To some extent, that's why distributed.net didn't get this big; to the average computer owner, "Want to help crack RC5-64?" gets a bewildered stare in response.
Ah, but looking for ET; that's something people understand. Even non-technical users are willing to participate in something like that, just because of the romance of it all. (And it's no accident that the graphics on the screen saver are whizzy even though it triples the time spent per work unit while the graphics are being displayed.)
I'm a participant in SETI@Home, though I never had any urge to participate in cracking the various encryption challenges. I tend to crank a work unit about every 11 hours, and so far I've finished 680 of them, which puts me well into the 99th percentile of all participants. I started a couple of days before the official kickoff, and for a while I had three computers running simultaneously. Because of this project, I started leaving my home computer on 24/7. Since it has a cable modem, it's always connected to the net. Right now I have more than a year of cumulative CPU time (9628 hours, about 385 days).
From the point of view of a mathematician, SETI@Home is a "good bet", which means that the payoff if we win multiplied by the chance of success is higher than the cost of playing the game. (Partly that's because we've *already* paid off more than it cost to play. From here on out, we're playing with the house's money.) While I consider the chance of the project actually finding an extraterrestial civilization to be remote in the extreme, I also think that the scientific, cultural and sociological ramifications of a positive result would be incalculably large. Quite simply, it would be the single most important scientific discovery of all time, if it was confirmed. (The religious ramifications alone are mind boggling; did Jesus visit the Rigellians after he left America?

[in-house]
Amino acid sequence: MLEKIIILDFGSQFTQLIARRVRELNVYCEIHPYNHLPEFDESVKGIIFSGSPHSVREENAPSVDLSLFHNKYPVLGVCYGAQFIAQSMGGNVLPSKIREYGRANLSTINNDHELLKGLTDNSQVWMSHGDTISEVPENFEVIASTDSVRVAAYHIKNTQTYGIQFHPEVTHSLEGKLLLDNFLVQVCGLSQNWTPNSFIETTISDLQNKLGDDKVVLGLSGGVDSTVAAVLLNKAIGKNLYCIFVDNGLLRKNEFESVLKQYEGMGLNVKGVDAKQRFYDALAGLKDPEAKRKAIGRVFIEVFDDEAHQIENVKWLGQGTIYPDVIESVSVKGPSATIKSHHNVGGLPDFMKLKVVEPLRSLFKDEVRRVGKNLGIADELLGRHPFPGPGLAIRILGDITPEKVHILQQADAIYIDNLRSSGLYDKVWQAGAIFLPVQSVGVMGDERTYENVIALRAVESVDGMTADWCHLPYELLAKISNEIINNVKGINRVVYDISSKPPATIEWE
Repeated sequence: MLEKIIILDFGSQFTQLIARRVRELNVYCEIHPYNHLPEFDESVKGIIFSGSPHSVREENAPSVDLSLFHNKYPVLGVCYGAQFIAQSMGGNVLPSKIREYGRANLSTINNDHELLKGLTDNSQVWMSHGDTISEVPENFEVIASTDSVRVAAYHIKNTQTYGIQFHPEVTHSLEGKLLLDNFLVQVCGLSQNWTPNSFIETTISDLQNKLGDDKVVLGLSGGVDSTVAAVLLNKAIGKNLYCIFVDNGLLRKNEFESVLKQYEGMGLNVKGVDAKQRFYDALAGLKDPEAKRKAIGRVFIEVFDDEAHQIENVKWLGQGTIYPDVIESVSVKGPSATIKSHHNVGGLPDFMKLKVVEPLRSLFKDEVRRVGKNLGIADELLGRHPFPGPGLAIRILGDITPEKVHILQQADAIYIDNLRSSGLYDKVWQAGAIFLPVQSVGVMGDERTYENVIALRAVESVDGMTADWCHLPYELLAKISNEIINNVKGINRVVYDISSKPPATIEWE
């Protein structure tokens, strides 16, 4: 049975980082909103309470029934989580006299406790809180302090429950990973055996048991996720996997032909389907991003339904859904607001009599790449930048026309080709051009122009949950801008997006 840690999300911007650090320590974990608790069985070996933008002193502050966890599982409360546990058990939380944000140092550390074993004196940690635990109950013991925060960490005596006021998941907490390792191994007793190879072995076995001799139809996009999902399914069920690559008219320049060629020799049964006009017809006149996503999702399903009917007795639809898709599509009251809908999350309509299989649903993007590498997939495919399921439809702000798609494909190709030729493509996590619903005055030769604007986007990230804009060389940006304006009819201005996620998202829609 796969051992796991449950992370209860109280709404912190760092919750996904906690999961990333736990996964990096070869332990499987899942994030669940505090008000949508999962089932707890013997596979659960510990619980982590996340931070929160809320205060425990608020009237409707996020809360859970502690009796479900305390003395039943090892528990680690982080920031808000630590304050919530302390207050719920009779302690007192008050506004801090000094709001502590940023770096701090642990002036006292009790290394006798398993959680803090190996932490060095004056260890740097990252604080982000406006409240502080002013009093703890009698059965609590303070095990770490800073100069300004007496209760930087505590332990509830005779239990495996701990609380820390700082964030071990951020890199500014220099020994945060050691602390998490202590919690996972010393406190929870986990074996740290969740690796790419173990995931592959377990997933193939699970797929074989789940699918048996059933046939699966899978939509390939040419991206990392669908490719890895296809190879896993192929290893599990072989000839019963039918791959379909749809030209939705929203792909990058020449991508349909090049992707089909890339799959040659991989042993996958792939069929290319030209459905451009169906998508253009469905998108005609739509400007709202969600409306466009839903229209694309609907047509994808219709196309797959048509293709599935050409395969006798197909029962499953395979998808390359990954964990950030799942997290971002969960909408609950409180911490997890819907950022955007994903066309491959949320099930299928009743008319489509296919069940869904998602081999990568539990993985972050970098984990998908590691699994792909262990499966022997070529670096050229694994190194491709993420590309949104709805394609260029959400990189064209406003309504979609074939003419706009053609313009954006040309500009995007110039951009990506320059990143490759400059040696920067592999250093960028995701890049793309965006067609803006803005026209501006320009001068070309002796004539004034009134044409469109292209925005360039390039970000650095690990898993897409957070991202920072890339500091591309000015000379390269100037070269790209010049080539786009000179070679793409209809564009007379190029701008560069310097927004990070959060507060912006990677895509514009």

So it's unlikely that any other project following the path that SETI@Home is blazing will have the success at attracting participants. But even at a much lower participation rate, it's still an amazing concept and will be extremely valuable. Future projects will, interestingly enough, succeed or fail on their marketing. Since they are basically attempting to attract swarms of volunteers, the only way they can pay them is with glory. That's why atom bomb simulations and protein analyses aren't going to do well.
One of the most amazing aspects of the SETI@Home project is that it's being run on a shoestring. The total amount of money which has actually been invested is preposterously small for the result they've gotten out of it.
Distributed.net pays with cash; if your computer is the one to luck into the key, you get a share of the prize. The evidence is that SETI@Home is attracting more people with romance than Distributed.net attracts with a long shot chance of winning a few thousand bucks. Someday companies will stop offering cash prizes, and the incentive model being used by Distributed.net will collapse. But glory is available in infinite quantities, if we on the SETI@Home project win.
[By the way, it's a damned good thing that "@Home" hasn't objected to the use of their trademark. Of course, it would be a major public relations fiasco to pick on SETI@Home, e.g. etoys.com recently.]